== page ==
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How do you get a string to a character array in JavaScript?

I'm thinking getting a string like "Hello world!" to the array ['H','e','l','l','o',' ','w','o','r','l','d','!']

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up vote 229 down vote accepted
> "Hello world!".split('')
["H", "e", "l", "l", "o", " ", "w", "o", "r", "l", "d", "!"]

Just split it by an empty string.

See String.prototype.split() MDN docs.

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split is a prototypal method of any instance of a String. More specifically it is String.prototype.split. See… – meder omuraliev Dec 28 '10 at 16:43
Right. Or look at the ECMA specification and look up String.prototype – meder omuraliev Dec 28 '10 at 16:47
Because prototypal methods are inherited on the object, if there are no methods explicitly defined. – meder omuraliev Dec 28 '10 at 16:51
This doesn't take into account surrogate pairs. "𨭎".split('') results in ["�", "�"]. – hippietrail Feb 13 '15 at 18:15
And what's your solution, @hippietrail? – Buzinas Sep 15 '15 at 19:51

The spread-Operator

You can use the spread operator, an Array Initializer introduced in ECMAScript 2015 (ES6) standard:

var arr = [...str];


function a() {
    return arguments;

var str = 'Hello World';

var arr1 = [...str],
    arr2 = [...'Hello World'],
    arr3 = new Array(...str);

console.log( arr1, arr2, arr3, a(...str) );

All examples contain ["H", "e", "l", "l", "o", " ", "W", "o", "r", "l", "d"]

Browser Support

Check the ECMAScript ES6 compatibility table.

Further reading

The spread-operator is also referenced as "splat-operator" (e.g. in PHP or Ruby or as "scatter-operator" (e.g. in Python).


Try before buy

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Since this question is originally asked more than five years ago, people are still misopetating this type of task. As hippietrail suggests, meder's answer can break surrogate pairs and misinterpret “characters.” For example:

> '𝟘𝟙𝟚𝟛'.split('')
[ '�', '�', '�', '�', '�', '�', '�', '�' ]

I suggest using one of the following ES2015 features to correctly handle these character sequences.

Spread-operator (already answered by insertusernamehere)

> [...'𝟘𝟙𝟚𝟛']
[ '𝟘', '𝟙', '𝟚', '𝟛' ]


> Array.from('𝟘𝟙𝟚𝟛')
[ '𝟘', '𝟙', '𝟚', '𝟛' ]

RegExp u flag

> '𝟘𝟙𝟚𝟛'.split(/(?=.)/u)
[ '𝟘', '𝟙', '𝟚', '𝟛' ]

If you are still in ES5.1 era, you can use this alternative (transpiled by Babel):

> '𝟘𝟙𝟚𝟛'.split(/(?=(?:[\0-\t\x0B\f\x0E-\u2027\u202A-\uD7FF\uE000-\uFFFF]|[\uD800-\uDBFF][\uDC00-\uDFFF]|[\uD800-\uDBFF](?![\uDC00-\uDFFF])|(?:[^\uD800-\uDBFF]|^)[\uDC00-\uDFFF]))/)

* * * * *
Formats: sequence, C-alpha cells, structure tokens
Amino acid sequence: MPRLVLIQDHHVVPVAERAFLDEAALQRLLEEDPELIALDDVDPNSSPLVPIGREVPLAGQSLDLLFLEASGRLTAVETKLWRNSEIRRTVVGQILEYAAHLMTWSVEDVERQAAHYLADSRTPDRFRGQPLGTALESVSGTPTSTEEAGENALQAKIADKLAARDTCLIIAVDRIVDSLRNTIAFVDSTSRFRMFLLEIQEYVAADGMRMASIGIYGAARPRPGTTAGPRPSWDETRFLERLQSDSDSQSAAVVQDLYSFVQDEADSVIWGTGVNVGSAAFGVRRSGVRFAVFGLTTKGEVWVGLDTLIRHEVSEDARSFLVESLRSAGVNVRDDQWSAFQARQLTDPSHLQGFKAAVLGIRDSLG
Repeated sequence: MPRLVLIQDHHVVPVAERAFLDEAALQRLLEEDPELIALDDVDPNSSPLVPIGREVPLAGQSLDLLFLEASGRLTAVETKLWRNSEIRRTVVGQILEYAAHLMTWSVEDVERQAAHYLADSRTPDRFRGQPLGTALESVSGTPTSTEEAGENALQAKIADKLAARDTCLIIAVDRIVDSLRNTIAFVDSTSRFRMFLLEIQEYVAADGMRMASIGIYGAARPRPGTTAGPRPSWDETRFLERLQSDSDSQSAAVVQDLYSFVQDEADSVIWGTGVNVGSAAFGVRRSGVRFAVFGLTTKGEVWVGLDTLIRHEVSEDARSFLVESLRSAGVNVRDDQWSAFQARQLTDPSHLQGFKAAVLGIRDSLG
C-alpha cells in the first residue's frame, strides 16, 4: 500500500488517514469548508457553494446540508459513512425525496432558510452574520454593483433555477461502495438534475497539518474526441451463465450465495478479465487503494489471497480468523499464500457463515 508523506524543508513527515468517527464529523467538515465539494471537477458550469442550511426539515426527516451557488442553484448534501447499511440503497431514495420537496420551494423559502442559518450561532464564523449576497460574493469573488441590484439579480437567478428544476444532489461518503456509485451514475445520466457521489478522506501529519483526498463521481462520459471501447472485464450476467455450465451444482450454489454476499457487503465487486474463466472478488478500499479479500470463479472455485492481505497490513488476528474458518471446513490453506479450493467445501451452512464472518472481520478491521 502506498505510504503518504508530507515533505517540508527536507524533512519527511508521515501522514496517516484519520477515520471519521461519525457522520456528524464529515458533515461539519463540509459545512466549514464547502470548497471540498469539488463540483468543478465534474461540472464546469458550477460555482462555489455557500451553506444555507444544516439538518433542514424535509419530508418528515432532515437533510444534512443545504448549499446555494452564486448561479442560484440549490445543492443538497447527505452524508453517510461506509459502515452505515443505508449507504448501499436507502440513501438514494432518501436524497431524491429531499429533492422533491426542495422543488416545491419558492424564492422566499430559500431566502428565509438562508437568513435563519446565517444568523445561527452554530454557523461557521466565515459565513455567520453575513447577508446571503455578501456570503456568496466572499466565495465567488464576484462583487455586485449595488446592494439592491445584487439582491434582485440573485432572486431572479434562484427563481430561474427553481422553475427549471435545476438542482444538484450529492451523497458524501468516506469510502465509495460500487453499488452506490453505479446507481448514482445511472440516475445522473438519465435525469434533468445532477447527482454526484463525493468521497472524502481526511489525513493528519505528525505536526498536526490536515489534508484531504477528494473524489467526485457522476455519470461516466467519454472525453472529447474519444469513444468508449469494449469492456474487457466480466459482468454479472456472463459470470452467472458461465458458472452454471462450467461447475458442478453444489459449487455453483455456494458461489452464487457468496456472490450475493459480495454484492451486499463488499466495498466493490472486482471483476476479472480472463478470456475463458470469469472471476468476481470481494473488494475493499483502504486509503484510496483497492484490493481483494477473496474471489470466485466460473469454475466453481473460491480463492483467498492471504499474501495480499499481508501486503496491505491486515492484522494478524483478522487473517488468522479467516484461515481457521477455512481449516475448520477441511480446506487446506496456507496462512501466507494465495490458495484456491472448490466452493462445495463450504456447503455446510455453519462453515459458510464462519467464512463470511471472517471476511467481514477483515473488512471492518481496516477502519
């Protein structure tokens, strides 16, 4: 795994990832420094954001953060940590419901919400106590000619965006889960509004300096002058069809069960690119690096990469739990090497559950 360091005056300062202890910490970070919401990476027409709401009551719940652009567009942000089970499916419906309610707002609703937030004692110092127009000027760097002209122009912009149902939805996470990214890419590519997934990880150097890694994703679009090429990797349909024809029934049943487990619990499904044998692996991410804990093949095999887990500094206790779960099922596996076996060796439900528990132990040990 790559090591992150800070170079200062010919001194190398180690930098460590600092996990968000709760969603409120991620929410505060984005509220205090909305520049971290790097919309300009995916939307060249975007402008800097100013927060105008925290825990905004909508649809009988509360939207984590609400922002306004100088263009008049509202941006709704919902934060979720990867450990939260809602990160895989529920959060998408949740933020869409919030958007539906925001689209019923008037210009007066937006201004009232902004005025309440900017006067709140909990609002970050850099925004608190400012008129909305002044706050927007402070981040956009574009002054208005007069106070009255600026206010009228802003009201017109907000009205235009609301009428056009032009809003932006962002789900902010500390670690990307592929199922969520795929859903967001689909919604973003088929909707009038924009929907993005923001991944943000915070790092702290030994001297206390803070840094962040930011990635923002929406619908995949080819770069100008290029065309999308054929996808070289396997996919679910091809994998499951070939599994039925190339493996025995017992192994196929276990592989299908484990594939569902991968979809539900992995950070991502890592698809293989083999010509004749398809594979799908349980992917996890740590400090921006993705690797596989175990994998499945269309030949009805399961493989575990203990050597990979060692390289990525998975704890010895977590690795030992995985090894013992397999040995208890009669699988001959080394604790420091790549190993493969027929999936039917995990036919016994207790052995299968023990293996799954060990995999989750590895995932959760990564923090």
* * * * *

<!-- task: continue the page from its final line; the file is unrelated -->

[ '𝟘', '𝟙', '𝟚', '𝟛' ]
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Upvote for the Array.from(...) solution! Just what I was looking for. – Vern Jensen Apr 5 at 3:43
How did you form these characters? It looks like each character is 4 bytes. – user420667 May 18 at 18:00

It already is:

var mystring = 'foobar';

console.log(mystring[0]); // Outputs 'f'
console.log(mystring[3]); // Outputs 'b'

Or for a more older browser friendly version, use:

console.log(mystring.charAt(3)); // Outputs 'b'
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He is really looking to split with an empty string, not reference the original variable. – Schenz Dec 28 '10 at 16:47
-1: it isn't. Try it: alert("Hello world!" == ['H','e','l','l','o',' ','w','o','r','l','d']) – R. Martinho Fernandes Dec 28 '10 at 16:48
Sorry. I guess what I meant to say is: "you can access individual characters by index reference like this without creating a character array". – dansimau Dec 28 '10 at 16:50
Not reliably cross-browser you can't. It's an ECMAScript Fifth Edition feature. – bobince Dec 28 '10 at 17:25
The cross-browser version is mystring.charAt(index). – psmay Dec 28 '10 at 18:04

This is an old question but I came across another solution not yet listed.

You can use the Object.assign function to get the desired output:

Object.assign([], "Hello, world!")
[ 'H', 'e', 'l', 'l', 'o', ',', ' ', 'w', 'o', 'r', 'l', 'd', '!' ]

Not necessarily right or wrong, just another option.

Object.assign is described well at the MDN site.

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If you don't want to use split() you can also try this:

var myString = "Hello world!";
var myArray = new Array();
for (var i=0; i < myString.length; i++){
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Whyever mightn't you want to use split()? – rvighne Jan 7 '14 at 0:17
This is hackish and theoretically inefficient, though JavaScript is so optimized that it probably wouldn't matter much. Nevertheless, it's a really bad idea to do something like this. – Zenexer Jul 4 '14 at 2:57

You do not need to do anything. It is already array of char.

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-1. Many languages do represent strings as array of characters, but Javascript does not provide a char type. The OP asked for a way to split the string into "characters", i.e. one-letter strings. – Simon Kuang May 1 '14 at 2:20
I think he is trying to say string in JS is already an array of character. i.e. "helloWorld"[5] return 'W' – Anubhav Gupta May 7 '14 at 11:58
Actually there are good reasons to want to turn a string into an array of one-character strings. Strings in JavaScript are immutable; arrays are mutable. Perhaps the OP wants to do things like rearrange the characters. – Ray Toal Dec 20 '14 at 5:12
"helloWorld"[5] returns "W", that is, it returns a string which is one character long, not anything like a C character which is effectively an integer. – thenickdude Jan 1 '15 at 7:27

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